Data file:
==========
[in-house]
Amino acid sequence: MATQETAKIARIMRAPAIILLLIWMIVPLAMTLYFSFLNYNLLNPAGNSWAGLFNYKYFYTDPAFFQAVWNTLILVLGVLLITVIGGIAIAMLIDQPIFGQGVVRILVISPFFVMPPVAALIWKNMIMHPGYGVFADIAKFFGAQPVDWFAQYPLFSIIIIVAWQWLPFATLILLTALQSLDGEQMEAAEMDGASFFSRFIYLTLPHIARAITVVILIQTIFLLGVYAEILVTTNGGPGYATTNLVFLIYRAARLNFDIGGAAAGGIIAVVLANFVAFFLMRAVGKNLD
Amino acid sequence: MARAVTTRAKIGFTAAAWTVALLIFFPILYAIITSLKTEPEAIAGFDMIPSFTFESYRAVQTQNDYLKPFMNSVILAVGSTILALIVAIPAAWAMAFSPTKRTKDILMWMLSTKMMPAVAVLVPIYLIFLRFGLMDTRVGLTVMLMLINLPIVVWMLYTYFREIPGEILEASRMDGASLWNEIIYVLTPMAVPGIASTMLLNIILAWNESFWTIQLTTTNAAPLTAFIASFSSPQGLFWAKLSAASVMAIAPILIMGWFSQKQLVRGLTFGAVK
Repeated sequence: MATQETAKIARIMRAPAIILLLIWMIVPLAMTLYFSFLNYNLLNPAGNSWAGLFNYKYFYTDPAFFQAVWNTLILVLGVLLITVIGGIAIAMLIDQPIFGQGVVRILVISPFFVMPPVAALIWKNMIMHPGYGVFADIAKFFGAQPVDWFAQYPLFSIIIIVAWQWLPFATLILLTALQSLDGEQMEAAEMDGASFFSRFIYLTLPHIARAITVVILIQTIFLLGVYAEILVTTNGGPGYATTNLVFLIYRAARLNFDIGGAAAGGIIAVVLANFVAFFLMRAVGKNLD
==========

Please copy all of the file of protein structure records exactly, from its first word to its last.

[in-house]
Amino acid sequence: MATQETAKIARIMRAPAIILLLIWMIVPLAMTLYFSFLNYNLLNPAGNSWAGLFNYKYFYTDPAFFQAVWNTLILVLGVLLITVIGGIAIAMLIDQPIFGQGVVRILVISPFFVMPPVAALIWKNMIMHPGYGVFADIAKFFGAQPVDWFAQYPLFSIIIIVAWQWLPFATLILLTALQSLDGEQMEAAEMDGASFFSRFIYLTLPHIARAITVVILIQTIFLLGVYAEILVTTNGGPGYATTNLVFLIYRAARLNFDIGGAAAGGIIAVVLANFVAFFLMRAVGKNLD
Amino acid sequence: MARAVTTRAKIGFTAAAWTVALLIFFPILYAIITSLKTEPEAIAGFDMIPSFTFESYRAVQTQNDYLKPFMNSVILAVGSTILALIVAIPAAWAMAFSPTKRTKDILMWMLSTKMMPAVAVLVPIYLIFLRFGLMDTRVGLTVMLMLINLPIVVWMLYTYFREIPGEILEASRMDGASLWNEIIYVLTPMAVPGIASTMLLNIILAWNESFWTIQLTTTNAAPLTAFIASFSSPQGLFWAKLSAASVMAIAPILIMGWFSQKQLVRGLTFGAVK
Repeated sequence: MATQETAKIARIMRAPAIILLLIWMIVPLAMTLYFSFLNYNLLNPAGNSWAGLFNYKYFYTDPAFFQAVWNTLILVLGVLLITVIGGIAIAMLIDQPIFGQGVVRILVISPFFVMPPVAALIWKNMIMHPGYGVFADIAKFFGAQPVDWFAQYPLFSIIIIVAWQWLPFATLILLTALQSLDGEQMEAAEMDGASFFSRFIYLTLPHIARAITVVILIQTIFLLGVYAEILVTTNGGPGYATTNLVFLIYRAARLNFDIGGAAAGGIIAVVLANFVAFFLMRAVGKNLD